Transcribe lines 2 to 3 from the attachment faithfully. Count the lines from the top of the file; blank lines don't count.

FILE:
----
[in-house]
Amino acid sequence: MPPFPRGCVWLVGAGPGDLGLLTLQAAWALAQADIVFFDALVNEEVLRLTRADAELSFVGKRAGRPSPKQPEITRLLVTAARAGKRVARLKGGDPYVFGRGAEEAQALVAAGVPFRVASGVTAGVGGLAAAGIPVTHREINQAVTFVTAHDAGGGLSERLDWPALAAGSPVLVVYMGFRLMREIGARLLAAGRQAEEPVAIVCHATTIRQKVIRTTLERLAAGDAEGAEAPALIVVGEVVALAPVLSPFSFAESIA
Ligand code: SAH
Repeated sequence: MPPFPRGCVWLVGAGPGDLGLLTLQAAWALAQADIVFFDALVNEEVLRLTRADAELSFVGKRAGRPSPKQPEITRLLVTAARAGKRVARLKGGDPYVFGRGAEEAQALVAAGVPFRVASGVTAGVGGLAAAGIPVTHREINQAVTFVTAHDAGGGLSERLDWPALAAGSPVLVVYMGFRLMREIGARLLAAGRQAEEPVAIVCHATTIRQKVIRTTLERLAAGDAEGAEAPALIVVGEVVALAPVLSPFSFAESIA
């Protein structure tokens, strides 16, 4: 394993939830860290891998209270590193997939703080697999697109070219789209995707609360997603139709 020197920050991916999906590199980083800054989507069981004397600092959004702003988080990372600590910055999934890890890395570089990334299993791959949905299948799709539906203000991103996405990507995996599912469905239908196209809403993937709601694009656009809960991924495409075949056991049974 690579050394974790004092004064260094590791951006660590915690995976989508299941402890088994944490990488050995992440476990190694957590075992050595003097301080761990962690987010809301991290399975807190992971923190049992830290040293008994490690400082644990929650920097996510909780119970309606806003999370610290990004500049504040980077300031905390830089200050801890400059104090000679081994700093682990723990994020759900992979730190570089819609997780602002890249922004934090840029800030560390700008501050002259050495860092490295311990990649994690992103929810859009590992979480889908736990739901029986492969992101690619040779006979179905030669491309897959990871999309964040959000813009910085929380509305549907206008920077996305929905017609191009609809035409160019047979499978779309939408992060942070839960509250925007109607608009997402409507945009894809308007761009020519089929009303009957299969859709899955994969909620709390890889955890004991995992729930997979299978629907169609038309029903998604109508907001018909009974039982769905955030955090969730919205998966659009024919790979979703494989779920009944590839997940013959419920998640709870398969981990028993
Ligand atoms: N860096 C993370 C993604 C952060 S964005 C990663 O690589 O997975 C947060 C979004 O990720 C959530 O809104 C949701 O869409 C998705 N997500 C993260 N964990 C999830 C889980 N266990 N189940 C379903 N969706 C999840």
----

Amino acid sequence: MPPFPRGCVWLVGAGPGDLGLLTLQAAWALAQADIVFFDALVNEEVLRLTRADAELSFVGKRAGRPSPKQPEITRLLVTAARAGKRVARLKGGDPYVFGRGAEEAQALVAAGVPFRVASGVTAGVGGLAAAGIPVTHREINQAVTFVTAHDAGGGLSERLDWPALAAGSPVLVVYMGFRLMREIGARLLAAGRQAEEPVAIVCHATTIRQKVIRTTLERLAAGDAEGAEAPALIVVGEVVALAPVLSPFSFAESIA
Ligand code: SAH